Have experts on your side

Any time an owner is considering an M&A transaction, it is critical to have experienced advisors on his or her side. This is necessary to level the playing field relative to the highly experienced professional dealmakers representing industry buyers and private equity groups, and ensures you are fully prepared for the process to come. Evaluating the business from the financial and legal perspectives, and assembling the information that will tell the best story to prospective buyers helps to validate value and structure expectations. This organized approach also avoids negative surprises down the road and supports continued momentum once conversations have begun.

Using the services of an M&A advisor sends a signal to the market that there will be competition for the deal and that prospective buyers will need to put their best foot forward when making offers. In some respects, this is actually viewed as a positive by experienced buyers, who know that the financials and other details of the business have been reviewed by other deal professionals and that the owner is serious about pursuing a transaction. For a seller, the value of relying on someone who manages these types of process for a living – being one step removed from critical negotiations and not being overly distracted from the day-to day-management of the business – is clear. Recognize also that the M&A advisor plays a critical role as translator – or bridge – between the often-divergent personalities and perspectives of buyers and sellers, and helps preserve the relationship between those parties even when negotiations get tough.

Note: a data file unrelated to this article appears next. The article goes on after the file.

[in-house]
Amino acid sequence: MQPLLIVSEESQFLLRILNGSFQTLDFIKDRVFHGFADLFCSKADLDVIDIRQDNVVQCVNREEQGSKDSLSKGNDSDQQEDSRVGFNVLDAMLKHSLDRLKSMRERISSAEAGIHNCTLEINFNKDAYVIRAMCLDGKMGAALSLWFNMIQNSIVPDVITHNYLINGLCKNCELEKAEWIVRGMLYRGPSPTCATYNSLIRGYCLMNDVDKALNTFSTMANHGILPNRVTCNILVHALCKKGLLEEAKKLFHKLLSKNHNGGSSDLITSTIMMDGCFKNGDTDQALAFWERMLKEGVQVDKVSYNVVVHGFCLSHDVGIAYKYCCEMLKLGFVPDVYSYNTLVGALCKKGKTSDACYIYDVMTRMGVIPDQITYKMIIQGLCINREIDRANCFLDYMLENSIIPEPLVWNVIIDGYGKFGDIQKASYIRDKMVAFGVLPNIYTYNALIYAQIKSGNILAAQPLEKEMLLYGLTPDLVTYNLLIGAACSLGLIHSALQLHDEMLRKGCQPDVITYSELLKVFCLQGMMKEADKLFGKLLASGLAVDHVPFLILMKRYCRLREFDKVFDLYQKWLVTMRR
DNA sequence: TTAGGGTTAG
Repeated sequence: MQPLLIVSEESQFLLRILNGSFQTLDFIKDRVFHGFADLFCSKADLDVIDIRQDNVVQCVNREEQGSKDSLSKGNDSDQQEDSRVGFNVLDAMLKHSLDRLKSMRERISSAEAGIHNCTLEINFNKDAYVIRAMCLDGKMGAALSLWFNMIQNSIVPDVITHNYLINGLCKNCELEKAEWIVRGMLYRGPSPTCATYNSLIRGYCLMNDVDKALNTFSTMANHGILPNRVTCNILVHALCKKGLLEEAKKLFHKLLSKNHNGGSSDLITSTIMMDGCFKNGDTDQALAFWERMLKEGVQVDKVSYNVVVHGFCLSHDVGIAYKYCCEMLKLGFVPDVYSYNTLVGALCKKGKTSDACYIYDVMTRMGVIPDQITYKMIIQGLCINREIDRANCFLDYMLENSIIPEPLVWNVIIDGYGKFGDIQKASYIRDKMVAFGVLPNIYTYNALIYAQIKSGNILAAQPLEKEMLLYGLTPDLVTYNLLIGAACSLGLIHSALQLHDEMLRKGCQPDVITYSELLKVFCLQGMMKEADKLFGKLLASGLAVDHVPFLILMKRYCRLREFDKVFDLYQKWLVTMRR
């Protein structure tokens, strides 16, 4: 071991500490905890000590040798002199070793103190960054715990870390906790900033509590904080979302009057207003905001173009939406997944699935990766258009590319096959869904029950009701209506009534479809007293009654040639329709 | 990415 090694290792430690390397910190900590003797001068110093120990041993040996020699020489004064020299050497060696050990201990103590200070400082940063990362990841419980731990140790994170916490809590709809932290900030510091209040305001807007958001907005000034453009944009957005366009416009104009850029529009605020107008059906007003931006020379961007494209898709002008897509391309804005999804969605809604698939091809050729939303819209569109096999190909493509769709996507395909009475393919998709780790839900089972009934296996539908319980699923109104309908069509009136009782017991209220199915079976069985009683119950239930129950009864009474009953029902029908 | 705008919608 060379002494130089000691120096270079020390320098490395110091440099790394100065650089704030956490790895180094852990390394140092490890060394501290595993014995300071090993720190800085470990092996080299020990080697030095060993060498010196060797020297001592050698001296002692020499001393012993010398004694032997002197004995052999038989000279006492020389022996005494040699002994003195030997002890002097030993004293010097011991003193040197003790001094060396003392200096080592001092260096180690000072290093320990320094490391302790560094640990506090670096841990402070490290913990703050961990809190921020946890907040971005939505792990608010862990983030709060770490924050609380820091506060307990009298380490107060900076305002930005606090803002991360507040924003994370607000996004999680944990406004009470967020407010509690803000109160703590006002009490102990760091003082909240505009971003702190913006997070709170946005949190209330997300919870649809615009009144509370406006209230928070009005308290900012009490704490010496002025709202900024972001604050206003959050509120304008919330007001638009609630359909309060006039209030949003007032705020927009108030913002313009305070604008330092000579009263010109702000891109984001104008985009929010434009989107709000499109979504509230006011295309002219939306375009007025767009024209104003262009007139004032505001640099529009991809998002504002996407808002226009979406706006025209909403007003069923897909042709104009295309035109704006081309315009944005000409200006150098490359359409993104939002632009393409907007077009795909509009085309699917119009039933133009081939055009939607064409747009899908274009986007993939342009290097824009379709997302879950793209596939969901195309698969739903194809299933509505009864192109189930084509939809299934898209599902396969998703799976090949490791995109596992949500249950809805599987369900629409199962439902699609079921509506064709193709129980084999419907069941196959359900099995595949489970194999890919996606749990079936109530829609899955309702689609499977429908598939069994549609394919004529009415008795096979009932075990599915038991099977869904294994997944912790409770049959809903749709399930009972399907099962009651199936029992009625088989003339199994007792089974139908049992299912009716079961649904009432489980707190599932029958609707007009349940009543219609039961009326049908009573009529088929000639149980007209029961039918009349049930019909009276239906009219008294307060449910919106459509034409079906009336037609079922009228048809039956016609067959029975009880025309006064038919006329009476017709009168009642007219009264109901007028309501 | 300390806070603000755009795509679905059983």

Having the input and support of experienced legal, tax and wealth management counsel is also valuable in identifying any key deal parameters that need to be included, and taking any recommended steps to maximize after-tax proceeds and achieve estate planning goals.

If the call from the high-profile industry buyer is the signal that now is the time to consider a sale of your business, take control over your destiny and maximize negotiating leverage by:

  • Assembling a strong team of professional advisors
  • Establishing your personal objectives
  • Identifying and evaluating your viable alternatives
  • Organizing a proactive and targeted process  

Most owners have more options than they realize. When handled correctly, they can put themselves in a position to choose from several attractive, real and actionable paths.